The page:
Managerial Economics: How to Determine When to Shut Down

There is a point where you should immediately give up and shut down your business. But first remember that going out of business in the short run doesn’t mean that your losses go to zero. Because some of the inputs you employ are fixed, going out of business in the short run means you lose your fixed costs.

Therefore, if you can make enough revenue to cover all your variable costs, you should stay in business in the short run in order to minimize your losses. However, given your goal is to maximize profits — or, in a bad situation, minimize losses — you should immediately shut down if your revenue doesn’t cover your variable costs.

Producing when your revenue is less than your variable costs means that your losses associated with the profit-maximizing quantity of output are greater than your fixed costs. You’re better off shutting down and losing only your fixed costs.

In the illustration, the profit-maximizing quantity of output, based on marginal revenue equals marginal cost, is q0. If you produce this quantity of output, your loss per unit equals price minus average total cost or the distance represented by the double-headed arrow in the illustration.

However, your fixed cost is represented by the vertical distance between average total cost, ATC0, and average variable cost, AVC0. Because this distance is less than the loss represented by the double-headed arrow, you’ll lose less money by shutting down — producing zero units of output — and limiting your losses to total fixed cost.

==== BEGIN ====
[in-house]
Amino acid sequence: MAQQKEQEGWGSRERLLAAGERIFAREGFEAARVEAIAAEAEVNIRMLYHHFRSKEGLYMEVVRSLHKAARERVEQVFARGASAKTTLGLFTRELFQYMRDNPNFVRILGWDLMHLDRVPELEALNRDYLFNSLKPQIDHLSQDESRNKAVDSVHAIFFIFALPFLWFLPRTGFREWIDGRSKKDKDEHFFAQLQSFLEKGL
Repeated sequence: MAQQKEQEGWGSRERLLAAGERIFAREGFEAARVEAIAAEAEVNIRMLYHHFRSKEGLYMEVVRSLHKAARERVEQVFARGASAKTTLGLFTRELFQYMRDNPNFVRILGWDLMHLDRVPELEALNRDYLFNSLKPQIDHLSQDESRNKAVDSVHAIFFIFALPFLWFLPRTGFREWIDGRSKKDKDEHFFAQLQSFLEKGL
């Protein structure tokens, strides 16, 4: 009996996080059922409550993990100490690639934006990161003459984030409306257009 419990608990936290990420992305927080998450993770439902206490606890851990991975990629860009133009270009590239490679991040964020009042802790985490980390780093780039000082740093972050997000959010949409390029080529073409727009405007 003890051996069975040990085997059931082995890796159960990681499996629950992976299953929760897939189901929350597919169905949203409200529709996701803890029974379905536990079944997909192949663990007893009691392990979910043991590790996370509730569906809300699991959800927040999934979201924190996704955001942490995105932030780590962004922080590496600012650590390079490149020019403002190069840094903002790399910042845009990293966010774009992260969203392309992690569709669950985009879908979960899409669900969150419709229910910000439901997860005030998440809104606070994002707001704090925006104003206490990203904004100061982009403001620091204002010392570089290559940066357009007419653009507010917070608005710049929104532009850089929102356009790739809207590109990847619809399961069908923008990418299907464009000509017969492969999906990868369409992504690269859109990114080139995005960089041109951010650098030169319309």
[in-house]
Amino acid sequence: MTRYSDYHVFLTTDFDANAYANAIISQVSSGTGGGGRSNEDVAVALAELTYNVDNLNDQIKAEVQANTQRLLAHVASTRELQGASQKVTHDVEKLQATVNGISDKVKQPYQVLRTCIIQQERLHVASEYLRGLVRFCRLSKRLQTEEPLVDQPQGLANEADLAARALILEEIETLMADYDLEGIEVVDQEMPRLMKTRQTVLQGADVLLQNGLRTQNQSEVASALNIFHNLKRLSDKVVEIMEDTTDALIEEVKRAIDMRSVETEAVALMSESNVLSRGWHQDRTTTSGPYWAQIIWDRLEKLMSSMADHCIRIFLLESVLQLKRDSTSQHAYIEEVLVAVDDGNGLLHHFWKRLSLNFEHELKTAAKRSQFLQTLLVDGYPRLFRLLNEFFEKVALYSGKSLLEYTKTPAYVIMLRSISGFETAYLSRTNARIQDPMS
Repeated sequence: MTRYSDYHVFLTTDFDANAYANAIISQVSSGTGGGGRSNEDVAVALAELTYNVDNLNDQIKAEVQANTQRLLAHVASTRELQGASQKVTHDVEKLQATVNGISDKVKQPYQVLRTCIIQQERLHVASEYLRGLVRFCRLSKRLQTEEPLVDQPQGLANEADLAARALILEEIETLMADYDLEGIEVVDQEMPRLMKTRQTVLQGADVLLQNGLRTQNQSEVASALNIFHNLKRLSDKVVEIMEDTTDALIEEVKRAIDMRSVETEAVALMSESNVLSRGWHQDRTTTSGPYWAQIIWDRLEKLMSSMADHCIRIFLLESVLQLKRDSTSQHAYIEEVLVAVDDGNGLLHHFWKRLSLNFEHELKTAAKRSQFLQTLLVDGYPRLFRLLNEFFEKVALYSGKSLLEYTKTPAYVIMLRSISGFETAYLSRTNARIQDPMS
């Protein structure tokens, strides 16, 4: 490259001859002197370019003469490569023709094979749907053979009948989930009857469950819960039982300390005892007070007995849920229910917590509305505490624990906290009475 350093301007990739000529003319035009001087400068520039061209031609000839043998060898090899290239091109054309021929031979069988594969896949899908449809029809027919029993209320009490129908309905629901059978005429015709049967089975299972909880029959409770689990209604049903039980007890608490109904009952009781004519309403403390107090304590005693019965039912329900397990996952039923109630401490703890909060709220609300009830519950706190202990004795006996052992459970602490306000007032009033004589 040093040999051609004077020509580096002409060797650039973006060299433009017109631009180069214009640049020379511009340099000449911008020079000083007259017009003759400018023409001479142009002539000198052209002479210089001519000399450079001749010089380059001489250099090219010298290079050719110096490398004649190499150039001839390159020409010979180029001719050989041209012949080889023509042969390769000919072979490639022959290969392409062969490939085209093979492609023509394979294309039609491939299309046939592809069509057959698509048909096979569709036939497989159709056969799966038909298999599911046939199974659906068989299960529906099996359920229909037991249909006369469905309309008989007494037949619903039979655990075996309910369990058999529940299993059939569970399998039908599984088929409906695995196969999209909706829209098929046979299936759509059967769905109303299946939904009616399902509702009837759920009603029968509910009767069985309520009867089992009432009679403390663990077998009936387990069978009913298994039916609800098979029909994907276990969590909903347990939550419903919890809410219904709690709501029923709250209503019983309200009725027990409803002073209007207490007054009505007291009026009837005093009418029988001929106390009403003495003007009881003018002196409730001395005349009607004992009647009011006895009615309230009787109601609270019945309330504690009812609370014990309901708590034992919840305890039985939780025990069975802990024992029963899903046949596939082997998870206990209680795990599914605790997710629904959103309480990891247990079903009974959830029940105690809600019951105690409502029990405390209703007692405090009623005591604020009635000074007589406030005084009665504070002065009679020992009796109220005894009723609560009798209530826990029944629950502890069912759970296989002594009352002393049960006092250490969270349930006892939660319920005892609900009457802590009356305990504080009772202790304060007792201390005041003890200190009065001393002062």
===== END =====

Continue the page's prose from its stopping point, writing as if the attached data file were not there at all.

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Assume the market-determined price for your good is $4.80. Therefore, your total revenue equals

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Marginal revenue equals the derivative of total revenue taken with respect to quantity, or

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If your total cost function is

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Marginal cost equals

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Again, to determine the profit-maximizing quantity of output, set marginal revenue or price equal to marginal cost.

  1. Set marginal revenue equal to marginal cost.

    image5.jpg
  2. Solve for q by using the quadratic formula.

    image6.jpg

    The profit-maximizing quantity of output is 800 units.

  3. Determine the average-total-cost equation.

    Average total cost equals total cost divided by the quantity of output.

    image7.jpg
  4. Substitute the profit-maximizing quantity of 800 for q to determine average total cost.

    image8.jpg
  5. Calculate profit per unit.

    image9.jpg

    or profit per unit equals –$7.83125.

  6. Determine total profit by multiplying profit per unit by the profit-maximizing quantity of output.

    image10.jpg

    or total profit equals –$6,265. By producing 800 units of output where marginal revenue equals marginal cost, your firm is losing $6,265. But note that if you immediately shut down, your losses equal total fixed cost, which is only $5,625. Losing $5,625 is a bad situation, but losing $6,265 is even worse. Shutting down immediately becomes your best option for minimizing your losses.

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